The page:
Criminal Prosecution and HIV-related Risky Behavior
We evaluate the consequences of prosecuting HIV+ people who expose others to the risk of infection. We show that the effect of aggressive prosecutions on the spread of HIV is a priori ambiguous. Aggressive prosecutions tax risky behavior and thus deter unsafe sex and limit the number of sexual partners. However, such penalties might also create unique incentives for having sex with more promiscuous partners such as prostitutes and consequently increase the spread of HIV. We test these predictions using unique nationally representative data on the sexual activity and prosecutions of HIV+ persons. We find that more aggressive prosecutions are associated with a reduction in the number of sexual partners and increased likelihood of safe sex. However, they are also associated with increased likelihood of having sex with prostitutes and not disclosing HIV+ status. Overall, our estimates imply that doubling the prosecution rate could decrease the number of new HIV infections by 12% over a ten-year period.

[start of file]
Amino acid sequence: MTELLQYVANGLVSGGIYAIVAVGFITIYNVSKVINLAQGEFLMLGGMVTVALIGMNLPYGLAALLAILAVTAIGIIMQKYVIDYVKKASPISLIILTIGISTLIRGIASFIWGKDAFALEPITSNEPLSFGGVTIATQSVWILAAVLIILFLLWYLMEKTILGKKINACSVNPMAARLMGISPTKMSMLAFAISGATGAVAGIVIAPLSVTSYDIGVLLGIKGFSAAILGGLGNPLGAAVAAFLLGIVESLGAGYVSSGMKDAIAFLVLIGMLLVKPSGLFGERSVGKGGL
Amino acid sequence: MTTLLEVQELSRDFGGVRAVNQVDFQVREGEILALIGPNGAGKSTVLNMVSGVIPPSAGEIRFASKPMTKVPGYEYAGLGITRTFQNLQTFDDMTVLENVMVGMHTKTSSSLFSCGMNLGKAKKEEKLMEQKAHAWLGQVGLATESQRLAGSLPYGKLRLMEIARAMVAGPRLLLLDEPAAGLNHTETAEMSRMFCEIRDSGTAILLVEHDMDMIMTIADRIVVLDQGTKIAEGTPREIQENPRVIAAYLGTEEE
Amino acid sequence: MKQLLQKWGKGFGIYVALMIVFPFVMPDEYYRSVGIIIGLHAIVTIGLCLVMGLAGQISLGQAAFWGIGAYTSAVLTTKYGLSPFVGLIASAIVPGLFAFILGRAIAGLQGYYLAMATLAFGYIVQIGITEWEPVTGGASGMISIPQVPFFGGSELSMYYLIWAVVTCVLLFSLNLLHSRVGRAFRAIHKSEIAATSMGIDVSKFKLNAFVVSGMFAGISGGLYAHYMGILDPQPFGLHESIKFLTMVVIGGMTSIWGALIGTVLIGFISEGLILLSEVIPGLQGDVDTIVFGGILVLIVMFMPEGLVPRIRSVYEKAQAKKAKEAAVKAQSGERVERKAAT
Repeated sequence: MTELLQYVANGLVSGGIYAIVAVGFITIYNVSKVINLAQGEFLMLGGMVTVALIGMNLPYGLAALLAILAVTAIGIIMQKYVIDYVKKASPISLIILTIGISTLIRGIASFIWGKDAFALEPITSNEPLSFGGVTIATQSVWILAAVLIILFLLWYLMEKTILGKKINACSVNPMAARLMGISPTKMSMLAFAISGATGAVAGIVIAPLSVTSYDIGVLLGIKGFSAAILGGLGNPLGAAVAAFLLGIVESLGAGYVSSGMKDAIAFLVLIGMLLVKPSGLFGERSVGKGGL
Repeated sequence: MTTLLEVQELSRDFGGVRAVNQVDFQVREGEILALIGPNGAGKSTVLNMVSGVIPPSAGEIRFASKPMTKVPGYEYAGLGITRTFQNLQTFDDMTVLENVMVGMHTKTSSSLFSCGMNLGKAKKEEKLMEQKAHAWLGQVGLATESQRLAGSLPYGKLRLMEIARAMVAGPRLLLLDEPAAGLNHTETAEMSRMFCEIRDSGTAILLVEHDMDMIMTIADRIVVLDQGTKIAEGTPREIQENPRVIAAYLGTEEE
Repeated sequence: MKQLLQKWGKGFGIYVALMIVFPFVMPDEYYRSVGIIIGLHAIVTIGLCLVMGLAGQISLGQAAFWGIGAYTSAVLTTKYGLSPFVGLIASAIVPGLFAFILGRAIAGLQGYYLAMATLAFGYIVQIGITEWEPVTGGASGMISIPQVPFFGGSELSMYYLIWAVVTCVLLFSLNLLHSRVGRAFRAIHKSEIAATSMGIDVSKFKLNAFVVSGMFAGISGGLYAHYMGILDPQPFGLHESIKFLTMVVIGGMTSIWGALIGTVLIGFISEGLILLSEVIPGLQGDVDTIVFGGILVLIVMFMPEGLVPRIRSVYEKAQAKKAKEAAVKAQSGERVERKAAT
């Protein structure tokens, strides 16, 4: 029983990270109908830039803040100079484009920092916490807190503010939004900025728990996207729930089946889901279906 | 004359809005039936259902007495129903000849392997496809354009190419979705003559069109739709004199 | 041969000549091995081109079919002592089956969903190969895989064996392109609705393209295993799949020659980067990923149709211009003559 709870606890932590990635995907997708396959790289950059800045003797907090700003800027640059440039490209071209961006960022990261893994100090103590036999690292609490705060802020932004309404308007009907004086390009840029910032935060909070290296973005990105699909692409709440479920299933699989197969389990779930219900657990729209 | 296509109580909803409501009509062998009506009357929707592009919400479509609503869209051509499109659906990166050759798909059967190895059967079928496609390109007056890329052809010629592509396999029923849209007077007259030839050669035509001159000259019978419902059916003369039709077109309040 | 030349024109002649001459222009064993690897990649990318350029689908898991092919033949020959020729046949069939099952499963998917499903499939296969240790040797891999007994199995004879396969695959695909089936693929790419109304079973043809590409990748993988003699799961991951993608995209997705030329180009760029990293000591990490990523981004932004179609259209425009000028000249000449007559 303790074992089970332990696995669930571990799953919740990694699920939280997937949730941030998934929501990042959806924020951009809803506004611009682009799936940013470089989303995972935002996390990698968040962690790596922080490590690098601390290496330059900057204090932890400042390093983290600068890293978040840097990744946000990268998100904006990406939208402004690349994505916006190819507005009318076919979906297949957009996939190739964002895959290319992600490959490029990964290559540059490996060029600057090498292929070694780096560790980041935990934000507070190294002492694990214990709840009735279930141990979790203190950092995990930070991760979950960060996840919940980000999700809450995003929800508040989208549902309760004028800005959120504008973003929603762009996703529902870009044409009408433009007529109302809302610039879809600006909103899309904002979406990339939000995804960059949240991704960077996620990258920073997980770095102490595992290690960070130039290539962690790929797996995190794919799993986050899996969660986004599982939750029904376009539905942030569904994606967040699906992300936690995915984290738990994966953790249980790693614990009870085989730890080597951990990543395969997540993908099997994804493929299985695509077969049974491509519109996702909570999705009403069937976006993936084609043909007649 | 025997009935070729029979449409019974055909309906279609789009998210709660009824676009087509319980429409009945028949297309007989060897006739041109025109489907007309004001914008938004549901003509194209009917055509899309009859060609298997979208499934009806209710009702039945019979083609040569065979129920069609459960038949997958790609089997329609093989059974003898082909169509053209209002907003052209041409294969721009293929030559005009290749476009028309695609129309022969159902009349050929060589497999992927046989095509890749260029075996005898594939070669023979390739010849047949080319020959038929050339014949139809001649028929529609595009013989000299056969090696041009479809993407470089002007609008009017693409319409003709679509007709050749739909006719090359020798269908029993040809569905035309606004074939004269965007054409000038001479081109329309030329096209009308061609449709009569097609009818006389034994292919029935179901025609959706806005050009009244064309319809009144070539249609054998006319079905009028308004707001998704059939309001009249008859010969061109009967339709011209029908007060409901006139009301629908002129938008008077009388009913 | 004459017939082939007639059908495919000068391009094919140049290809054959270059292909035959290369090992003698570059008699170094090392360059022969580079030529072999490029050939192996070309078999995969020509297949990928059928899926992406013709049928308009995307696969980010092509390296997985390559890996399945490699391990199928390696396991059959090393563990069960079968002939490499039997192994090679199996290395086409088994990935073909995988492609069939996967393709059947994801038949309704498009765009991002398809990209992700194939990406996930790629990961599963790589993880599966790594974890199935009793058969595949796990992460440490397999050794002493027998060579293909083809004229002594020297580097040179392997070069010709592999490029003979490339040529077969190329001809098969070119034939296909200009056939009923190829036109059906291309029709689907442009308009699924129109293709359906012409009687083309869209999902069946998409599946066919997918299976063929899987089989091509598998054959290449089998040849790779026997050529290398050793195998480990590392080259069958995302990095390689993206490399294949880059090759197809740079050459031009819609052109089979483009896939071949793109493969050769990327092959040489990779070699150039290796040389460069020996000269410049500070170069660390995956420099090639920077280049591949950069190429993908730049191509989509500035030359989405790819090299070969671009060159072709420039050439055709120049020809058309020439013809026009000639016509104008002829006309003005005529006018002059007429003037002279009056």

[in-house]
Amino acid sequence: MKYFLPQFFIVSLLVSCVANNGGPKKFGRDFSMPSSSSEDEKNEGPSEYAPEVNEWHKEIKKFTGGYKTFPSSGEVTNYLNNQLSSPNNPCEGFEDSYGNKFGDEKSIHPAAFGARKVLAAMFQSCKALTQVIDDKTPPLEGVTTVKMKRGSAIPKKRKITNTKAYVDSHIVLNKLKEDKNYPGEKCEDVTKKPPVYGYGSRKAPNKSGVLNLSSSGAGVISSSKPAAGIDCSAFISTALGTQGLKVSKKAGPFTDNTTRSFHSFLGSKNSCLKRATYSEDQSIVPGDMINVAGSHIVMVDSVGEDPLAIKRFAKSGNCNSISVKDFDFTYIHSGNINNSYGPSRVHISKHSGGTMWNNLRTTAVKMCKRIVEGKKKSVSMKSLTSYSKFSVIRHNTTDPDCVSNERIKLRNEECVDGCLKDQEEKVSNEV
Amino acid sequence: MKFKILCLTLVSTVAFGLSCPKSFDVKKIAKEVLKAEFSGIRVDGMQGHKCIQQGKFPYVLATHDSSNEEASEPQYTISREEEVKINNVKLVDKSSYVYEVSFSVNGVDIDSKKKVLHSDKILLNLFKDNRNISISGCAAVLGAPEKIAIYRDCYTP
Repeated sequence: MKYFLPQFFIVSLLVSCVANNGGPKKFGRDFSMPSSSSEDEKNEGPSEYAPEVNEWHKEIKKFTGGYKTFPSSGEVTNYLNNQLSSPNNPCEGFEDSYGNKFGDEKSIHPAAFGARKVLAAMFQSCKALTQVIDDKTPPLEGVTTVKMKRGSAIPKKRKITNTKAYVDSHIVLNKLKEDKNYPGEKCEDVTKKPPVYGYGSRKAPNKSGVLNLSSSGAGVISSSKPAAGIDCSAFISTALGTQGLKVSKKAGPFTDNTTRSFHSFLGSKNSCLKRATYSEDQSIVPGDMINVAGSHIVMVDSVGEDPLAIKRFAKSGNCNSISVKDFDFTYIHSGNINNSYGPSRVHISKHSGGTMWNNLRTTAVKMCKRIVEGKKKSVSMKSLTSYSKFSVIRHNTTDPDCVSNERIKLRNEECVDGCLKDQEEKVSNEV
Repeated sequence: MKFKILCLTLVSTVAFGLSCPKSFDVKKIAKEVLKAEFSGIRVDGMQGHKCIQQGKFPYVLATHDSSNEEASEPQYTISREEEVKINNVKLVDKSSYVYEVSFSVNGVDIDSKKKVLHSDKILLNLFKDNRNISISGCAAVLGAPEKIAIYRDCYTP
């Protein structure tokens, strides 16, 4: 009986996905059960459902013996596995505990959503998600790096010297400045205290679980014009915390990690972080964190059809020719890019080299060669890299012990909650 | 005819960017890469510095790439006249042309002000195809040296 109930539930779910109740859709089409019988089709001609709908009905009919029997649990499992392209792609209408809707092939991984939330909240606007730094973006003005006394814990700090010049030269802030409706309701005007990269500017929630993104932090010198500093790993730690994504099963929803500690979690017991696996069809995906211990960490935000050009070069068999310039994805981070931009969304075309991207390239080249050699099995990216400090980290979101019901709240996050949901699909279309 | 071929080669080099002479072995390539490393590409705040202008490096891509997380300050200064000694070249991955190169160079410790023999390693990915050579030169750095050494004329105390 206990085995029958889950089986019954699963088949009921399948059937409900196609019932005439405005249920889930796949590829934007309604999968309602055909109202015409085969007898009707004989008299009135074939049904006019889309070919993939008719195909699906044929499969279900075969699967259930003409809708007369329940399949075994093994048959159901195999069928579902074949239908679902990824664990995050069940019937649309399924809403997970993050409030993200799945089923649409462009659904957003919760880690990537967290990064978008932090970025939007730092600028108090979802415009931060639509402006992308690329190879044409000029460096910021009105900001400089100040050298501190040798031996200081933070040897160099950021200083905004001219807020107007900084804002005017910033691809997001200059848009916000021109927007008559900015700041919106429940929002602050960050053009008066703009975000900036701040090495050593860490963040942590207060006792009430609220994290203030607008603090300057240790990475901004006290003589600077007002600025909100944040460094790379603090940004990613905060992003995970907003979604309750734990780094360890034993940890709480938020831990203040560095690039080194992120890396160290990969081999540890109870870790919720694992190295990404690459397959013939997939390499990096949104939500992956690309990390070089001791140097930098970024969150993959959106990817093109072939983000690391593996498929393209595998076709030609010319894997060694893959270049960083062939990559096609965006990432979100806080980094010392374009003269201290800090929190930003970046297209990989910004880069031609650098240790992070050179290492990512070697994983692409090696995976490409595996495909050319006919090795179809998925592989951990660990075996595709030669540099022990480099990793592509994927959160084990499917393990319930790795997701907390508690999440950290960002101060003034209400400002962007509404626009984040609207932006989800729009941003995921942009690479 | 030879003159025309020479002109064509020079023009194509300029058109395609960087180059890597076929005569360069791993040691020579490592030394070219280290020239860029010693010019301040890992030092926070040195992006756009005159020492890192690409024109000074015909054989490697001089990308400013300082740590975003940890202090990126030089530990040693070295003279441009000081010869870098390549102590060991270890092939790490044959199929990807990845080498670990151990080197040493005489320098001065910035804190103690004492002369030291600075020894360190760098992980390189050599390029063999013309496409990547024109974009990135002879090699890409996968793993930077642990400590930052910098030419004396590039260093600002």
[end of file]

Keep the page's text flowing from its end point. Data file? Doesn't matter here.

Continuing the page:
|Date of creation:||Feb 2007|
|Contact details of provider:|| Postal: National Bureau of Economic Research, 1050 Massachusetts Avenue Cambridge, MA 02138, U.S.A.|
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- Philipson, Tomas, 2000.
"Economic epidemiology and infectious diseases,"
Handbook of Health Economics,in: A. J. Culyer & J. P. Newhouse (ed.), Handbook of Health Economics, edition 1, volume 1, chapter 33, pages 1761-1799
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